There is one event in the film that I was relieved to suddenly understand as a manipulation of the facts done by Melanie: the suicidal rush to the train station where there isn’t a train. When they all leave the building to reach the train station (50min40s), Uno and William point out that they “don’t see no train” on the rails. If the film was only very badly written and stupid, these objections wouldn’t have been raised. The absence of train would have been made to come as a shock and a complete surprise for the spectator. Instead, the whole group just follows Melanie blindly even though it is obvious that the train isn’t there and they could just wait inside the building and check on it ten minutes later.
If Melanie depicts such a ridiculous initiative, it is not for the pleasure of looking stupid. On the contrary, she tells this lie so as to create a moment at which she was at the train station with her crew, all the survivors and the prisoner she was supposed to bring back. This lie indirectly says: “I had accomplished my mission, everything is the train pilots’ fault.”
Stuck and out of ideas, the situation asks for a manly man to decide what should be done. And bang bang, James William starts shooting at the savages with “style.” Again, the fight that follows is an invention. It is Melanie’s fantasy of kicking butts. And James William’s ridiculous bad ass behaviour is part of the fantasy. The music heavily comments on all that.
If we take a look at our team of heroes we can notice that they are outnumbered and totally uncovered, with enemies throwing projectiles at them from the top of buildings, and others coming to fight them in hand-to-hand combat. It is like the perfect ambush that two cowboys could set to fifteen outlaws they want to kill. Except that the outnumbered heroes would be the ones on higher grounds ! This fight is a joke, the odds are crushingly against the “heroes” and still they’re allowed to show off their magnificent combat skills. Because Melanie is lying.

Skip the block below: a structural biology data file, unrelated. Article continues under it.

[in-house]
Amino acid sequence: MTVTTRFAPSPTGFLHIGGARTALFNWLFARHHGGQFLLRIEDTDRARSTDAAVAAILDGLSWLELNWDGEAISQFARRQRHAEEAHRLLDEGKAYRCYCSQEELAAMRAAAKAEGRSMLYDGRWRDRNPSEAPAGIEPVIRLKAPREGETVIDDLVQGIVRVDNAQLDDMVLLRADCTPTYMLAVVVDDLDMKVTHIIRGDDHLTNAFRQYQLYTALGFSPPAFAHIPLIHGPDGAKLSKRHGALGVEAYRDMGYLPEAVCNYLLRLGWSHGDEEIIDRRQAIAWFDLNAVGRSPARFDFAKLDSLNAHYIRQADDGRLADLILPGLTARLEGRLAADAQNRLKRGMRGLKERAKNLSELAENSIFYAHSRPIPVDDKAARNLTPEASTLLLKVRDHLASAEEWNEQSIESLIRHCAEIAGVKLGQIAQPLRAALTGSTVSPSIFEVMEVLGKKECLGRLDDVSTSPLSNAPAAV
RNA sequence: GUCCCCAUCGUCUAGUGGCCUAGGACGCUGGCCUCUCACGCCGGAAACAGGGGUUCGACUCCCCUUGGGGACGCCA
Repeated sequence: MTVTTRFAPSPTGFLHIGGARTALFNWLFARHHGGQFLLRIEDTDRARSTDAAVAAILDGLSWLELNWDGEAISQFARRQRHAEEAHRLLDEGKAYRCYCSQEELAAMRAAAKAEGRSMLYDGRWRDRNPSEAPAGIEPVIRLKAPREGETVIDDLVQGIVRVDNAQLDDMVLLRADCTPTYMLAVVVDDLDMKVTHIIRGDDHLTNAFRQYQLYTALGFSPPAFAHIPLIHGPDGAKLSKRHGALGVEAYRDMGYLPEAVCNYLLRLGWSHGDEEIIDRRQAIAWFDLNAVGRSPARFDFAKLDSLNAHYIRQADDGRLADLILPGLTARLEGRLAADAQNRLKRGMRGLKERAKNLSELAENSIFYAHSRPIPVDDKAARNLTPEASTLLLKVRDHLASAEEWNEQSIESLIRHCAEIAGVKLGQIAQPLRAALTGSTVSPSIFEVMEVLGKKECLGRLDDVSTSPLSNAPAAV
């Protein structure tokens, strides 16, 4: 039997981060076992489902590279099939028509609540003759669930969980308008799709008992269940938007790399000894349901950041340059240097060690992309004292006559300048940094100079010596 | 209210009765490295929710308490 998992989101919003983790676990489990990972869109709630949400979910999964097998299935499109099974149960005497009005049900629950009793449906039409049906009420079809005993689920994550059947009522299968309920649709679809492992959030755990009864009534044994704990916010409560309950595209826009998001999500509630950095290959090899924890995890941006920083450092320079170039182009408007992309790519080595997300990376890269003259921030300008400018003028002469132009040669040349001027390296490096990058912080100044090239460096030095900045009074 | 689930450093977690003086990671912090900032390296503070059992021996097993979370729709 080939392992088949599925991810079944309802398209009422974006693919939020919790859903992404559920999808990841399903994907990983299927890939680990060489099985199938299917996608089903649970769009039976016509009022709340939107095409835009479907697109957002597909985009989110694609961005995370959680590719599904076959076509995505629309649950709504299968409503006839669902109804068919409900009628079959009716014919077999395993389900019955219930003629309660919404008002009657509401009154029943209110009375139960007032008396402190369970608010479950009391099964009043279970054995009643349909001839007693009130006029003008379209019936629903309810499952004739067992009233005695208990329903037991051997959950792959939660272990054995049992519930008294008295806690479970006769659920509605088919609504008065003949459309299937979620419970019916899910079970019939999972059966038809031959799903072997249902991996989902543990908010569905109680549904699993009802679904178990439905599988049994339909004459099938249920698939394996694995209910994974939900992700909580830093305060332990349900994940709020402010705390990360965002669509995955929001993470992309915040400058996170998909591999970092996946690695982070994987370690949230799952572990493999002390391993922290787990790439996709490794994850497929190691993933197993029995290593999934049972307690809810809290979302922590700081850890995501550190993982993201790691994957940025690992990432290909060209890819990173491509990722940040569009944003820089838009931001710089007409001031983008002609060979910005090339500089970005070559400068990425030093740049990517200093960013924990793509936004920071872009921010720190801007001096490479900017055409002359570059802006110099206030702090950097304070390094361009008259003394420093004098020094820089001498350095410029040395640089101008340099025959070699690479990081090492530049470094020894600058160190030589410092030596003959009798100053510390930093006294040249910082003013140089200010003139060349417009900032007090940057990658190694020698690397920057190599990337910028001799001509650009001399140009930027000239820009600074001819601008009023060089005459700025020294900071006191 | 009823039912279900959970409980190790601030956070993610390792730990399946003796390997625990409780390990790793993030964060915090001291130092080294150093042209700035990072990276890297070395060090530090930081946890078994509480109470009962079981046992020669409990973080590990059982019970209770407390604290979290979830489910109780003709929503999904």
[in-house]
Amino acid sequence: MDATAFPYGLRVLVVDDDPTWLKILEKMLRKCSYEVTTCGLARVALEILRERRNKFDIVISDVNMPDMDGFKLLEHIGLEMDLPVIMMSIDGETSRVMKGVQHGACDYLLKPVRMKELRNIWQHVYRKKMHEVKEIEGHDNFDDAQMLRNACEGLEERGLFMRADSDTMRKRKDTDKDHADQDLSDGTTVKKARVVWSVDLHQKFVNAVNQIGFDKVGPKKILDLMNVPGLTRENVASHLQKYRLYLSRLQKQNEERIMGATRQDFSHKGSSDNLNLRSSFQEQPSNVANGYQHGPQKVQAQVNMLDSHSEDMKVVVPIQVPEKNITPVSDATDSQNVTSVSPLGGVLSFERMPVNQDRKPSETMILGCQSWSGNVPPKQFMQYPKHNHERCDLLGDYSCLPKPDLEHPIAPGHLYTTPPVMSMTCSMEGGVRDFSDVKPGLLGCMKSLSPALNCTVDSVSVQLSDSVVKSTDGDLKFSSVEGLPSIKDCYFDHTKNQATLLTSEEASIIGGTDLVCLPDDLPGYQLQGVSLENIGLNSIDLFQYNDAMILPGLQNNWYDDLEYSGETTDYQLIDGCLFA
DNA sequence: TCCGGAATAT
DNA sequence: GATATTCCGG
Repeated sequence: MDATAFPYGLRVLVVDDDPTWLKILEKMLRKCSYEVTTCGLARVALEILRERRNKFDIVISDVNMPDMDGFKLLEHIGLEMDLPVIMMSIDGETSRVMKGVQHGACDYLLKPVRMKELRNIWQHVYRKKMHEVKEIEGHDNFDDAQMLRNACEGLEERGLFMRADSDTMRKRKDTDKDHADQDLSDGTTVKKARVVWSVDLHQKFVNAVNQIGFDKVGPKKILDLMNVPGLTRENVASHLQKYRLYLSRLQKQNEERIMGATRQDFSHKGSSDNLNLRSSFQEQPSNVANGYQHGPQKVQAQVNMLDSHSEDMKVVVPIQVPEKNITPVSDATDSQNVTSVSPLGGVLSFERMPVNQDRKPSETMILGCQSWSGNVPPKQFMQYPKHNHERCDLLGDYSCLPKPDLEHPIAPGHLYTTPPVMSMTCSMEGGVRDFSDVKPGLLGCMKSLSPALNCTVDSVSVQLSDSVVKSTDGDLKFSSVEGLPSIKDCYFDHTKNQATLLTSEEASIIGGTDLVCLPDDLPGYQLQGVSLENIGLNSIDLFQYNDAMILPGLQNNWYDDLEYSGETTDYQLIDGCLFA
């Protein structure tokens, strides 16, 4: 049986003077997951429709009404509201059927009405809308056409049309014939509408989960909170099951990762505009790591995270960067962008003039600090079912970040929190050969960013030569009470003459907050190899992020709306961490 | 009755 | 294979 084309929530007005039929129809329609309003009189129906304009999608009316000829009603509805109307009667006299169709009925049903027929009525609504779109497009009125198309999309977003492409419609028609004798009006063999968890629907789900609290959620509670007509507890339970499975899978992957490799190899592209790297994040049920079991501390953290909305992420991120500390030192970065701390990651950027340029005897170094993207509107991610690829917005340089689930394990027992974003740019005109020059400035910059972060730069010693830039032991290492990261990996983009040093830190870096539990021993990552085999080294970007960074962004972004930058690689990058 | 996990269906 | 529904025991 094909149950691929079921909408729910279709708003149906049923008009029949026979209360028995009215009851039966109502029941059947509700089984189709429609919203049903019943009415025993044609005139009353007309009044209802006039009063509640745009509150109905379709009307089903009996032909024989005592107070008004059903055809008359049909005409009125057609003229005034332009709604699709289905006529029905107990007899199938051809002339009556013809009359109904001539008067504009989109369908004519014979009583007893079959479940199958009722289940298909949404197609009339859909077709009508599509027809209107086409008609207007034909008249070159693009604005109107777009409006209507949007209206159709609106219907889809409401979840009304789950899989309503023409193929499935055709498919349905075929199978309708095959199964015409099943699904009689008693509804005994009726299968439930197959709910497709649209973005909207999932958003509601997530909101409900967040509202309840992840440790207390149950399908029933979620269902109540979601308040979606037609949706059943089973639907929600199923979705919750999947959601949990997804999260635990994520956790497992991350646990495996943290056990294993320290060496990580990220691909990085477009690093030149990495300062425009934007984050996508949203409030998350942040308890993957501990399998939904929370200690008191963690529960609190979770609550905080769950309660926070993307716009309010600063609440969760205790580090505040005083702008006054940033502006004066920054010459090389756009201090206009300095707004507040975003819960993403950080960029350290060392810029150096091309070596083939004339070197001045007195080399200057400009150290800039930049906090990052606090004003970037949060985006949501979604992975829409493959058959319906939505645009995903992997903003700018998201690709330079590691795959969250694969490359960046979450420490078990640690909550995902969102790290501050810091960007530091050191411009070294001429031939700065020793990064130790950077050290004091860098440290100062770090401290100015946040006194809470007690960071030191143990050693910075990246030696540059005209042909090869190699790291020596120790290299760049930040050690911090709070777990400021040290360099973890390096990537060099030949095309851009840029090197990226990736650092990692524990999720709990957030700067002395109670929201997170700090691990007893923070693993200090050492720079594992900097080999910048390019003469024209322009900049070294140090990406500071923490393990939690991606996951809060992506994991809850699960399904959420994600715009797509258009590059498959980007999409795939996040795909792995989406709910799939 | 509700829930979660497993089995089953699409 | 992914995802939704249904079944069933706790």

Going back to sexual stuff. At 35min, Jericho finds Helena’s head on a spike and is quite disappointed as he’s certainly not going to have sex with her now… unless… no. So there’s only the rookie or trying again with Melanie, but the latter is totally into “Desolation.” When Jericho tests his luck again with her in an isolated room (he managed to transform the vagina dentata of their first attempt into something “rather cosy”), her acceptance is just due to a cold calculation, she wants to be more confident for James. She is only using him… or is she. I’m not sure. Sincere feelings are often expressed among a pile of lies and manipulations when someone is scared of being hurt.
Luckily for Jericho, Bashira interrupts them by killing a possessed man. Most likely, it means that she fancies Jericho, but not necessarily. The ghost is freed and takes possession of Melanie. So what are the ghosts ? Is it simply, sexual arousal ? Melanie burns with desire and loses her senses.
On one side we have characters who have totally suppressed their sexuality and now use it in a very practical way: ”Do you wanna be promoted ? Lie down,” “Do you wanna have sex with me ? Let me ask the commandant if she agrees.” On the other side, we have a group of savages who are entirely submitted to their sexual urges, they are possessed by them. The beheaded are the non-desired as defined by Helena and poor king Michael the transparent. When she describes the state of being possessed, Melanie choses her words funnily: ”I was aware of having… thoughts.” It feels like a confession done to a priest.
“Father forgive me for I have sinned. I’ve had... thoughts.”
“What kind of thoughts” said the priest, slowly reaching for his penis.
“Dirty thoughts father”
“Yes, my dear ? But more precisely ?”
The fact that the drug should drive the spirit out has a double meaning. As seen when the guy cuts his thumb while trying to impress a woman, drugs can make a human being a slave to his urges. But Melanie’s drug is supposed to make her “clear” just like she tells Helena in the train. Being clear, certainly means “being in control.” When she is under the influence of her drug, Melanie feels transported by the waves of the ocean, the encrusted symbol of her necklace becomes three dimensional and moves and shapeshifts in an infinity of patterns. I would say, all of these images are to be related with virginity, the foetal stage, cycles, and earth, the planet of the matriarchy. I’d say Melanie somewhat dreams of being powerless and thus innocent and that this drug kills her libido which, as said before, makes her feel weak, guilty and filthy because it is oriented towards these despicable men. When she wakes up, the first thing she does is literally destroy a man with her bare hands.
During the fight, there are several close shots of the leg of the poor man being torn and broken. She is back and as hostile to “manhood” as ever. This is a regression of course because what would be positive for her character would be to take the responsibility for her sexual urges and stop being lethal to those who inspire them in her.
The die is cast.